Now I get it, Elena Ferrante

Elena Ferrante, I apologise. Last summer I read the first of your Neapolitan Novels, ‘My Brilliant Friend’ and I was underwhelmed. I wrote about it in a round-up of my summer reading.

I am not usually worried by being out of sync with majority opinion but In your case something was nagging at me, so I went back to ‘My Brilliant Friend’ and re-read it. This time I read it in book form. My summer reading had been on a Kindle and I now realise that this had made it difficult (given my technological limitations) to flick back to the cast of characters you helpfully include at the beginning of the book. Even on second reading I still found it difficult to keep track but it was certainly much easier with my finger stuck in the front (it was a bit like how I watched ‘Dickensian’  – with an A-Z of Dickens characters open on my phone). And yes, Elena, I enjoyed it much more second time round – there were bits I really loved.

I was still, though, puzzled by that wretched comma splice, that thing where you need either a full stop or a semi-colon, where you run-on one sentence into another, that thing I have to correct in my students’ work (and, Elena, I have been teaching for over thirty years – can you imagine how many times in my life I have had to ring the comma and write ‘p’ for punctuation or ‘S’ for sentence or even, once I’ve explained the term, ‘CS’ for comma splice in the margin?). If anything, this feature of your prose (surely not a problem of translation) irritated me even more on this second reading.I still couldn’t buy my colleague’s helpful reference to the critic who wrote – ‘anyone who thinks innovation in prose is at an end should look at the use of the comma splice in Elena Ferrante’.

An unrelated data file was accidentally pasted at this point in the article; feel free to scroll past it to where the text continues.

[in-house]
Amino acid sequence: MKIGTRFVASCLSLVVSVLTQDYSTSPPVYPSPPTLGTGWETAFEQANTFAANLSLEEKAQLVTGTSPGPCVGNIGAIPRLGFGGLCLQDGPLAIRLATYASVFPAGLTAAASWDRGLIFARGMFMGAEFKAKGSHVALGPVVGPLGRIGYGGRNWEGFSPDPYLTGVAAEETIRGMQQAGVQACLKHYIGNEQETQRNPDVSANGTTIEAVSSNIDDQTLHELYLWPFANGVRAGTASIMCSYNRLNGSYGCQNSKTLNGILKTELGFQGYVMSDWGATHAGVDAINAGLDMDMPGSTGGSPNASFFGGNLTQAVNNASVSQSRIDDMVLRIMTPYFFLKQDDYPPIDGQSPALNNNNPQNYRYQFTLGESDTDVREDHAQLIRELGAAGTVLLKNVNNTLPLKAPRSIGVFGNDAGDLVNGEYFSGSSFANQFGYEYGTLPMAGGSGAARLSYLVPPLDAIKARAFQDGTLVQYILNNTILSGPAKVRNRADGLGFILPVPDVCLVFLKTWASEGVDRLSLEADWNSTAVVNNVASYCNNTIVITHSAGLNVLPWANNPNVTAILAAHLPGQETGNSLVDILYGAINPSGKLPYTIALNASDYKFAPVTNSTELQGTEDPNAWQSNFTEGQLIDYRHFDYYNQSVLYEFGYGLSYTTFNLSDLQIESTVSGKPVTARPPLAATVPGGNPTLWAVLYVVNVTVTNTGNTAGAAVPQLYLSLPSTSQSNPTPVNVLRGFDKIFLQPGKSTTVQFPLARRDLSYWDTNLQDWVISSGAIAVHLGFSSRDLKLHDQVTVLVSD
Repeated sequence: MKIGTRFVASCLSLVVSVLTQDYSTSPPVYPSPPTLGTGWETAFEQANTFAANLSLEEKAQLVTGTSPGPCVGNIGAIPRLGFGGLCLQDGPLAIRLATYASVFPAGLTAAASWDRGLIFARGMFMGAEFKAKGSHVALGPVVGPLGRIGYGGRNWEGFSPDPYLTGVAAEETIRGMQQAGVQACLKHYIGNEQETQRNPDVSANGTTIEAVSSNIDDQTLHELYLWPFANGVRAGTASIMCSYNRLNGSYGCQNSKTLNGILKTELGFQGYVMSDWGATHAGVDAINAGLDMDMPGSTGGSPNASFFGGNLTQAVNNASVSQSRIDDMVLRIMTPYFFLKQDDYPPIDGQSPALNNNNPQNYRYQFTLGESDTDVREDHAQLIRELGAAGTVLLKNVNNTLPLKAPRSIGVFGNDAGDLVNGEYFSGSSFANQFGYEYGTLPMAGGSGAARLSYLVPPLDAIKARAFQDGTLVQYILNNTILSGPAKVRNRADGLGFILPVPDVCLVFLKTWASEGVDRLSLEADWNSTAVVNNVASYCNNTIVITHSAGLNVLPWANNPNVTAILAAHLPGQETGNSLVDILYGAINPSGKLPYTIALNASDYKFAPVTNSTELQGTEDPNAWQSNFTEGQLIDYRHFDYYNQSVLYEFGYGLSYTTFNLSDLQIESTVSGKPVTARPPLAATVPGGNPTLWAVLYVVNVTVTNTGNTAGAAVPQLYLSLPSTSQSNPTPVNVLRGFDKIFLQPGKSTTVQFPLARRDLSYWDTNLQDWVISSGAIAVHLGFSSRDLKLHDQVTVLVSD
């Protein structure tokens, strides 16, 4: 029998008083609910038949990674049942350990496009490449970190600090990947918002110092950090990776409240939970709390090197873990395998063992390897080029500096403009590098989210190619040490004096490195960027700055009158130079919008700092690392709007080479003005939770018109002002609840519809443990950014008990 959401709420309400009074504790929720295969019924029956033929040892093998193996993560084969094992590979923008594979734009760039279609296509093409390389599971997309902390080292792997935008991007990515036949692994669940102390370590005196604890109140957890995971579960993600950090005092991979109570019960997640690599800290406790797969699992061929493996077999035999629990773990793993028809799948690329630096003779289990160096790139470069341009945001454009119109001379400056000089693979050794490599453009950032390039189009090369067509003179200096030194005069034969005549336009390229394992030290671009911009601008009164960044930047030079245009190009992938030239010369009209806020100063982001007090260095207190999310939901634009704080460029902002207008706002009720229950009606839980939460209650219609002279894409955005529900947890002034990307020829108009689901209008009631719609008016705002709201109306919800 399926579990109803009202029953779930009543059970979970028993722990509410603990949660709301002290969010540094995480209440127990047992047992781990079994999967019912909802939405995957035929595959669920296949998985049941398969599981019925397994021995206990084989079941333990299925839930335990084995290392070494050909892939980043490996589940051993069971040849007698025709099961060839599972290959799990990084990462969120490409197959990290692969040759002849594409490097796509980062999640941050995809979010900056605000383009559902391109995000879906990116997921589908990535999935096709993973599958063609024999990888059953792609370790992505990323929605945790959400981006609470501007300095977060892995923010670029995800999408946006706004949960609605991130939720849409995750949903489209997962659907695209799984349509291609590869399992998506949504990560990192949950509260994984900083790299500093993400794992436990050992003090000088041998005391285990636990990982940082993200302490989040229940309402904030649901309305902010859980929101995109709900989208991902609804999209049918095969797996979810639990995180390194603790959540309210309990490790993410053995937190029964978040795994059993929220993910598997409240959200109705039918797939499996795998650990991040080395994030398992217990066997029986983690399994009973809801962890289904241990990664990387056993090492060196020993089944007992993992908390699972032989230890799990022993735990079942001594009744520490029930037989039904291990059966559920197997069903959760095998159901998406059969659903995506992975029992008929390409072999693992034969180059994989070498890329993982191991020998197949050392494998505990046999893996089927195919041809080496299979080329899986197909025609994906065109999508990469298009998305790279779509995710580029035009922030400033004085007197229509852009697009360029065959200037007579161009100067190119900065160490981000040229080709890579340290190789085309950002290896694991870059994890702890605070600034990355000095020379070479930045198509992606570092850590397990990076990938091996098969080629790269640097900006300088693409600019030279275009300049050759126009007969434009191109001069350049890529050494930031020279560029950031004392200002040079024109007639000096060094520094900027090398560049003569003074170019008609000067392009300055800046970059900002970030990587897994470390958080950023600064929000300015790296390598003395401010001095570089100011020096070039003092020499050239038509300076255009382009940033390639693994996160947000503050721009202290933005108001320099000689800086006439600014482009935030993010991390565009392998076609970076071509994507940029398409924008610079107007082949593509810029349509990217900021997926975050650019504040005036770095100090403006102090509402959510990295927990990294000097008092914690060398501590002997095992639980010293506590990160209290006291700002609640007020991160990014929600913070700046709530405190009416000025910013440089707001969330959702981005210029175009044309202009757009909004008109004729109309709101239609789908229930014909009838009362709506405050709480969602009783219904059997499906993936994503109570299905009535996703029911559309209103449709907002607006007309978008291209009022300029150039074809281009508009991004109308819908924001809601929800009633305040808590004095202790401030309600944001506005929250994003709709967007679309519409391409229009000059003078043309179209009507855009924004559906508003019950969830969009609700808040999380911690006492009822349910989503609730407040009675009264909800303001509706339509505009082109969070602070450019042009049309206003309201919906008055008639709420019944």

But then, Elena, with something still nagging at me, I started the second of your Neapolitan Novels, ‘The Story of a New Name’, and I was not far into it when I came across the following, in which the narrator is describing her friend Lila’s prose style –

‘Usually the sentences were extremely precise, the punctuation meticulous, the handwriting elegant, just as Maestra Oliveiro had taught us. But at times, as if a drug had flooded her veins, Lila seemed unable to bear the order she had imposed on herself. Everything then became breathless, the sentences took on an overexcited rhythm, the punctuation disappeared.’

The scales, Elena, fell from my eyes – everything suddenly made sense and I got the idea that you definitely knew what you were doing. So apologies from this English teacher pedant who  loved, really loved,  ‘The Story of a New Name’ and ‘Those Who Leave and Those Who Stay’ and who is saving up the last of your Neapolitan Novels as a guaranteed future treat.

PS In between numbers two and three of The Neapolitan Series I read your earlier novel ‘Days of Abandonment’. In it I found this – ‘Hold the commas, hold the periods. It’s not easy to go from the happy serenity of a romantic stroll to the chaos, to the incoherence of the world.’

Apologies again, Elena. You clearly know what you’re doing.